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Jurisdictions notorious for gun violence may have ShotSpotter technology implemented to aid law enforcement responses, chronicle firearm discharges, and generate crime data to bolster deployment of dwindled police resources, but some communities are still lukewarm on the use of the alert systems, citing privacy concerns.
Speaking of lukewarm, a new study conducted by the Journal of the American Medical Association (JAMA) cites hotter temperatures as a contributing factor in the increase of gun violence. With that perspective, cops in the Sunshine State may experience a spike in “gun runs.”
Let’s look at ShotSpotter technology…
Per Global News, “The new audio recording technology […] is a system that is already in use by more than 90 cities in the U.S, including Louisville, Cincinnati, and Chicago” and “uses microphones [often installed on public utility poles] to detect and locate gunfire, and automatically inform police” of precise locations.
Per a SoundThinking spokesperson, “Criminals are evolving, so we have to evolve too. Be proactive against gun violence with ShotSpotter. It’s like a digitized 911 call for gunshots that is faster and more accurate than our 50+-year-old emergency call system to make sure your agency knows about all gunfire and can respond immediately to help save a life.”
Who can deny that law enforcement has had it rough lately…and could use all the help publicly and privately offered?
In the words of Ralph Clark, SoundThinking president and CEO, “In a time in which police work has never been more challenging, we offer a way forward – technology and guidance to help save lives, solve more crimes, and restore trust with the community.”
From what I read, police executives across America advocate this public safety-oriented technology. What crime-fighting entity wouldn’t want to employ all viable resources to bolster public safety?
Search “ShotSpotter” in Google and you will see a bevy of law enforcement figures touting the use of the technology and sharing respective success stories after implementing it, along with Cleveland, Ohio expanding their network of ShotSpotter devices.
And sometimes, public safety technology extends beyond what law enforcement expects of it…
I came across a nugget involving a Chicago-based “street pastor” named Donovan Price who also relies on ShotSpotter. His role is to immediately respond to locations where the device detects gunshots, and his primary purpose providing victims advocacy—an example of the “resource deployment” mentioned above.
(Photo courtesy of Pastor Donovan Price, Solutions and Resources/Street Pastors.)
Sounds like ShotSpotter helps Pastor Price “know how to deploy, where to deploy, and when to deploy victim services resources,” all possible by liaising with police personnel who receive the gunfire notifications and reach out to community supports such as Pastor Price.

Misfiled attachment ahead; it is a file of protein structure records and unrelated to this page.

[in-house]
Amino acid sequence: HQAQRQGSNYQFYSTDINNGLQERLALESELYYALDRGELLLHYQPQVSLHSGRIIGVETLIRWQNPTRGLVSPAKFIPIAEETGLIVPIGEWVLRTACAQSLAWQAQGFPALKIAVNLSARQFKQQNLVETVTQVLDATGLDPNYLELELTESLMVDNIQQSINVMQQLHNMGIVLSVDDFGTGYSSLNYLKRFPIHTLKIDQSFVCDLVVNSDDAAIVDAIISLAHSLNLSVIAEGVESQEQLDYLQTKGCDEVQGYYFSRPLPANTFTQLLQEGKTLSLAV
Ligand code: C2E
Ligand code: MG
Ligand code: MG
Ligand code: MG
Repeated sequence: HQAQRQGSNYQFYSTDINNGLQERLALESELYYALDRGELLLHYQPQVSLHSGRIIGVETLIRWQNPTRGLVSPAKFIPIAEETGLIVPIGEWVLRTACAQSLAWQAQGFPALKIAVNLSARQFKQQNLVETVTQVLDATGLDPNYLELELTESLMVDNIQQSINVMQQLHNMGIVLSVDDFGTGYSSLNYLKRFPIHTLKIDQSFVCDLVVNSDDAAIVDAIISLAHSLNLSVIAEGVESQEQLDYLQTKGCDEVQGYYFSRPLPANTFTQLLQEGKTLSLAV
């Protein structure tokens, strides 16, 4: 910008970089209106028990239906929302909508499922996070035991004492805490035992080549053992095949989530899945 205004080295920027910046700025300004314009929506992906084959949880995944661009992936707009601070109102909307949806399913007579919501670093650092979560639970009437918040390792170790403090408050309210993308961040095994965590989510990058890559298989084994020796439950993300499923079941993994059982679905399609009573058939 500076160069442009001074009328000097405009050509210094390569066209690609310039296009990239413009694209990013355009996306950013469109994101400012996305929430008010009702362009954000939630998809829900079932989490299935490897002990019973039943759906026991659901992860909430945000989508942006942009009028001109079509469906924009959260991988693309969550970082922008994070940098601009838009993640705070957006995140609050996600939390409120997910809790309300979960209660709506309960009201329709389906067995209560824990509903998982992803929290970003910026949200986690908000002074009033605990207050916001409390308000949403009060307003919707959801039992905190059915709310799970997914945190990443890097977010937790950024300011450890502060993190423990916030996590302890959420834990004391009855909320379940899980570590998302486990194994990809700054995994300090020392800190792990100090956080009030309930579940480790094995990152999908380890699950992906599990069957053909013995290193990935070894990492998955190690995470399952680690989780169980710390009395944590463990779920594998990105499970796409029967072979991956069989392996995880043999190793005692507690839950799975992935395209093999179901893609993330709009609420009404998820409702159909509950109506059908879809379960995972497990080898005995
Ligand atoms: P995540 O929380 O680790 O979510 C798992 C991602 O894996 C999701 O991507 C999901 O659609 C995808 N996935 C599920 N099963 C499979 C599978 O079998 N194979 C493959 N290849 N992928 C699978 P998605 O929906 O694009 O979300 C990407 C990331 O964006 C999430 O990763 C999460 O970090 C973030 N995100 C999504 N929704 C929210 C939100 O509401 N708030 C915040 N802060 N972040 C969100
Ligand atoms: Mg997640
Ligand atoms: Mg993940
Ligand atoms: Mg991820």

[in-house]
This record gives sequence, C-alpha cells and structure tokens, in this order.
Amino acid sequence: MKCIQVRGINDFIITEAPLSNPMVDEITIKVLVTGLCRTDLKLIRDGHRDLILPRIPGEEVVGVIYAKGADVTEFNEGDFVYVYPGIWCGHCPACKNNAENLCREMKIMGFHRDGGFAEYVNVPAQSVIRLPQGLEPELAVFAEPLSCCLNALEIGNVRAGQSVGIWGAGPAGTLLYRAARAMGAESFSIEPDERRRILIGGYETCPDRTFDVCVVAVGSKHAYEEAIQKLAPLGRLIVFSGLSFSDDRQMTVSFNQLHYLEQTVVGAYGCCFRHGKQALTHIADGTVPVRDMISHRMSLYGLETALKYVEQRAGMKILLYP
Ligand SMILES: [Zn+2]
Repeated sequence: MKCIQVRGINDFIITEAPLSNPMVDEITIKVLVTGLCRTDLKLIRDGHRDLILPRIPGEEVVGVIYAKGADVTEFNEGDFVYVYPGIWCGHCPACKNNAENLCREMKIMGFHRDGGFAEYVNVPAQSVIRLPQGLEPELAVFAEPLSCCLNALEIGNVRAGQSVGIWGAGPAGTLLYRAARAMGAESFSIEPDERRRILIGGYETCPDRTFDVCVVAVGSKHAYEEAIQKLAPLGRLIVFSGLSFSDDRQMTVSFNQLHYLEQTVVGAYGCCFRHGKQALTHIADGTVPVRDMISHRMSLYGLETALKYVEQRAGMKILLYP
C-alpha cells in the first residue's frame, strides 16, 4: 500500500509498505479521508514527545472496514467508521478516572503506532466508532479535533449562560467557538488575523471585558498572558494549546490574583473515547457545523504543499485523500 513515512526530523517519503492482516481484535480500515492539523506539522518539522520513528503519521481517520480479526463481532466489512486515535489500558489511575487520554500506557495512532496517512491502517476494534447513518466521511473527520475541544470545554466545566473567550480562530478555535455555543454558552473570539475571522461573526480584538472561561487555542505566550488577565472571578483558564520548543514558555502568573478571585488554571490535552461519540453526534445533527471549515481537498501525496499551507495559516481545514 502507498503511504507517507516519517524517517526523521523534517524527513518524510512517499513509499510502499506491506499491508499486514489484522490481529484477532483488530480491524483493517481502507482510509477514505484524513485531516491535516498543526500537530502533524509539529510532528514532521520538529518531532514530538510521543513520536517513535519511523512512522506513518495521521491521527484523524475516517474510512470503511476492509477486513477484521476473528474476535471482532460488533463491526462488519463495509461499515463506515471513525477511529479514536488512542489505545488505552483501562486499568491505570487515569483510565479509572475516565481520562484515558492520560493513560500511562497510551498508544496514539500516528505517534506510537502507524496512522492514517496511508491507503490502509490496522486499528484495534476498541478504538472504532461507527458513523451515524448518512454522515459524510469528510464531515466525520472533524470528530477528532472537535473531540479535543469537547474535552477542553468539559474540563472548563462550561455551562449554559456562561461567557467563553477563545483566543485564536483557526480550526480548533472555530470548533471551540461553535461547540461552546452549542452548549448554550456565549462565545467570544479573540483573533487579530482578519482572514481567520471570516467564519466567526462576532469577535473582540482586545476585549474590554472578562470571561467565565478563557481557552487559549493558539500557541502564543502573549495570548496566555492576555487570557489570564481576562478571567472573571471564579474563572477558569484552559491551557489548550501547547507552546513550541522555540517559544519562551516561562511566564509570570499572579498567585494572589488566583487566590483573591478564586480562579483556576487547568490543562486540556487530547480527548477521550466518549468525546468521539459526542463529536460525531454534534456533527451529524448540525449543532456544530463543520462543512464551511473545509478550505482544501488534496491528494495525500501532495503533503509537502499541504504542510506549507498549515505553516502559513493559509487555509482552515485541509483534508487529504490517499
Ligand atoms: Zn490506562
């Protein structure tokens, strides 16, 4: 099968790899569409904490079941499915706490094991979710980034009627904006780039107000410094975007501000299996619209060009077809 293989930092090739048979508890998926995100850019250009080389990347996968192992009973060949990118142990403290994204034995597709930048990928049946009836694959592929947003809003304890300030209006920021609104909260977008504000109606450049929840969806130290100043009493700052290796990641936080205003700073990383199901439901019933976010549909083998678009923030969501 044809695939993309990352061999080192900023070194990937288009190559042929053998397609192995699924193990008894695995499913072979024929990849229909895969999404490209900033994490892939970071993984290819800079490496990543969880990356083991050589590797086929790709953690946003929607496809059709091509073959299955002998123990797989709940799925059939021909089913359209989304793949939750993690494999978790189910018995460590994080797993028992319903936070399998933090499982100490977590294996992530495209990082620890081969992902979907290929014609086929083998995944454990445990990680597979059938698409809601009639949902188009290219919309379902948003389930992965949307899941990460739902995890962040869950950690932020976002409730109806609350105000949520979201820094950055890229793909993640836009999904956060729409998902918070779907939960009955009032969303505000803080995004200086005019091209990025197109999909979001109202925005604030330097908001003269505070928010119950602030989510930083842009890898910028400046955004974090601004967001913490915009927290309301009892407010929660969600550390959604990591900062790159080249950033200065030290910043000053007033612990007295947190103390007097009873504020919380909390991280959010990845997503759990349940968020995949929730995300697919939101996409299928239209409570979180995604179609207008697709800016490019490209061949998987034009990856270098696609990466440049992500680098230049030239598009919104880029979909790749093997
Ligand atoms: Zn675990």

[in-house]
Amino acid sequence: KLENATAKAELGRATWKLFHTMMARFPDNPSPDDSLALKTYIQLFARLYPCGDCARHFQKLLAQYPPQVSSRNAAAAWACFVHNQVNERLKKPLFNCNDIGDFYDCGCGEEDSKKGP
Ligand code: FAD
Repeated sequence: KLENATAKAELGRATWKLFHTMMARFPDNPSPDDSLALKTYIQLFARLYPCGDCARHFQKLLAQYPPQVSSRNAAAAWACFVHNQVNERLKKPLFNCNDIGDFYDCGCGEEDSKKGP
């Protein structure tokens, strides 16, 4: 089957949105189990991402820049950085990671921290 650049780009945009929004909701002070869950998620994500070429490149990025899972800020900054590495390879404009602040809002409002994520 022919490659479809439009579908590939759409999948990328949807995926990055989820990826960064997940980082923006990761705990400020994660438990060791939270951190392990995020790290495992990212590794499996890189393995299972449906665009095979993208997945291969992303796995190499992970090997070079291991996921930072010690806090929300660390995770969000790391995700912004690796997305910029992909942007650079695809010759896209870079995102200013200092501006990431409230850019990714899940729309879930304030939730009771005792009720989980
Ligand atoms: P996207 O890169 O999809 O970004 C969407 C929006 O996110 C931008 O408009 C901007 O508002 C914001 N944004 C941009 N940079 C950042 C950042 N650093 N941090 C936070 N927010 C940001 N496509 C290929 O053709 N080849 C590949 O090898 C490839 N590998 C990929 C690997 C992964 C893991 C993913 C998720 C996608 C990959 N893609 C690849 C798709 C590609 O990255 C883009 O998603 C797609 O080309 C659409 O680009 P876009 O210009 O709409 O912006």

I searched SoundThinking, Inc.’s website and saw a recent press release announcing more than $8 million in sales to various police agencies around the country.
That brings us back to the Manatee County Sheriff’s Office and their quest to join the list of law enforcement agencies using ShotSpotter, realizing successes.
In Manatee County, Florida, some county commissioners are on the fence about the sheriff’s office employing ShotSpotter in the community.
On May 10, 2023, the Sarasota Herald-Tribune reported how commissioners and Manatee County Sheriff Charlie Wells “sparred over the use of ShotSpotter technology meant to help the Manatee County Sheriff’s office respond to drive-by shootings in high-crime areas.”
Sheriff Wells rendered a reality-based point backed by police experience, arguing that “less than 12% of drive-by shootings are even placed into the 911 dispatch [system]…we don’t get the call until the next morning a lot of times. That’s when people realize that their property has been shot up. They don’t call us until they realize, ‘Hey, I wasn’t the subject of the drive-by but my window’s out, I’ve got bullet holes in my vehicle.’ They don’t know that until the next day.”
(Sheriff Charlie Wells. Photo courtesy of the Manatee County Sheriff’s Office.)
I have seen a consensus among police administrators stating that “80% of shootings are never called in” to police. SoundThinking has commentary, charts, and data supporting this factor.
Whether it involves bullets flying while asleep or other types of criminal activities, many people discover nighttime nefariousness after they awaken to start the new day. This was common when I was a midnight-shift cop, going off-duty right after a new day dawned, hearing the police radio abuzz with public safety dispatchers assigning day-shift officers to calls made by citizens who just woke up and realized they were victimized to some degree.